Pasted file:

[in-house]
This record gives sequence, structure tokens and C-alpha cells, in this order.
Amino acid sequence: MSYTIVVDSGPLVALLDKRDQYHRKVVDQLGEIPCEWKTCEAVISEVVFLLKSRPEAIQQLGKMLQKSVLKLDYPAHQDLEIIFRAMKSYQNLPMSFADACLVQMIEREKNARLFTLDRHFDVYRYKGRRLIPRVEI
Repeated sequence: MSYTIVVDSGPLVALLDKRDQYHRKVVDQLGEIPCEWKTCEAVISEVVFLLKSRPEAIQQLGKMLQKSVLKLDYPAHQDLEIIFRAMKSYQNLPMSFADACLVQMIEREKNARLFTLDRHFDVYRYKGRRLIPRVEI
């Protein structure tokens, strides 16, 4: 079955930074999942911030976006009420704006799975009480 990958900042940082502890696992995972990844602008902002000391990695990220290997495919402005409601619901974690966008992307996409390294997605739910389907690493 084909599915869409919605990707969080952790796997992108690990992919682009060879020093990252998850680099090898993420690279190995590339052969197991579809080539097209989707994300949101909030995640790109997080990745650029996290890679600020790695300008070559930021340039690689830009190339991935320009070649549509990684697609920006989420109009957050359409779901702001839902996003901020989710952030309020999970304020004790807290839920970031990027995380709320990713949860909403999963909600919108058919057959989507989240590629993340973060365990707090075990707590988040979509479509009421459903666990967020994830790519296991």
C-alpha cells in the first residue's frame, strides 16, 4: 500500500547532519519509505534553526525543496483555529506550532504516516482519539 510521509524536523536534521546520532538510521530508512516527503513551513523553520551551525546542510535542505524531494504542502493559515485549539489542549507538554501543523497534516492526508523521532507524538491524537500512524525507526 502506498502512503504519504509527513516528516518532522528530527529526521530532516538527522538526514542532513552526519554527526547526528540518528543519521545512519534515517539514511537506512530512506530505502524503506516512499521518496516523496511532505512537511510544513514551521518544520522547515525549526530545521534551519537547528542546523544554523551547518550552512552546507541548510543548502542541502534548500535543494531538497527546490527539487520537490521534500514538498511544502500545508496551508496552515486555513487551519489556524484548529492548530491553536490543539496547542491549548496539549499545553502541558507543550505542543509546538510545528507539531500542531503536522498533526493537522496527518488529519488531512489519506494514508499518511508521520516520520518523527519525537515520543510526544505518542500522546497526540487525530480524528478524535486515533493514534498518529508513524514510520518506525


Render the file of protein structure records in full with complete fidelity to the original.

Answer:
[in-house]
This record gives sequence, structure tokens and C-alpha cells, in this order.
Amino acid sequence: MSYTIVVDSGPLVALLDKRDQYHRKVVDQLGEIPCEWKTCEAVISEVVFLLKSRPEAIQQLGKMLQKSVLKLDYPAHQDLEIIFRAMKSYQNLPMSFADACLVQMIEREKNARLFTLDRHFDVYRYKGRRLIPRVEI
Repeated sequence: MSYTIVVDSGPLVALLDKRDQYHRKVVDQLGEIPCEWKTCEAVISEVVFLLKSRPEAIQQLGKMLQKSVLKLDYPAHQDLEIIFRAMKSYQNLPMSFADACLVQMIEREKNARLFTLDRHFDVYRYKGRRLIPRVEI
């Protein structure tokens, strides 16, 4: 079955930074999942911030976006009420704006799975009480 990958900042940082502890696992995972990844602008902002000391990695990220290997495919402005409601619901974690966008992307996409390294997605739910389907690493 084909599915869409919605990707969080952790796997992108690990992919682009060879020093990252998850680099090898993420690279190995590339052969197991579809080539097209989707994300949101909030995640790109997080990745650029996290890679600020790695300008070559930021340039690689830009190339991935320009070649549509990684697609920006989420109009957050359409779901702001839902996003901020989710952030309020999970304020004790807290839920970031990027995380709320990713949860909403999963909600919108058919057959989507989240590629993340973060365990707090075990707590988040979509479509009421459903666990967020994830790519296991």
C-alpha cells in the first residue's frame, strides 16, 4: 500500500547532519519509505534553526525543496483555529506550532504516516482519539 510521509524536523536534521546520532538510521530508512516527503513551513523553520551551525546542510535542505524531494504542502493559515485549539489542549507538554501543523497534516492526508523521532507524538491524537500512524525507526 502506498502512503504519504509527513516528516518532522528530527529526521530532516538527522538526514542532513552526519554527526547526528540518528543519521545512519534515517539514511537506512530512506530505502524503506516512499521518496516523496511532505512537511510544513514551521518544520522547515525549526530545521534551519537547528542546523544554523551547518550552512552546507541548510543548502542541502534548500535543494531538497527546490527539487520537490521534500514538498511544502500545508496551508496552515486555513487551519489556524484548529492548530491553536490543539496547542491549548496539549499545553502541558507543550505542543509546538510545528507539531500542531503536522498533526493537522496527518488529519488531512489519506494514508499518511508521520516520520518523527519525537515520543510526544505518542500522546497526540487525530480524528478524535486515533493514534498518529508513524514510520518506525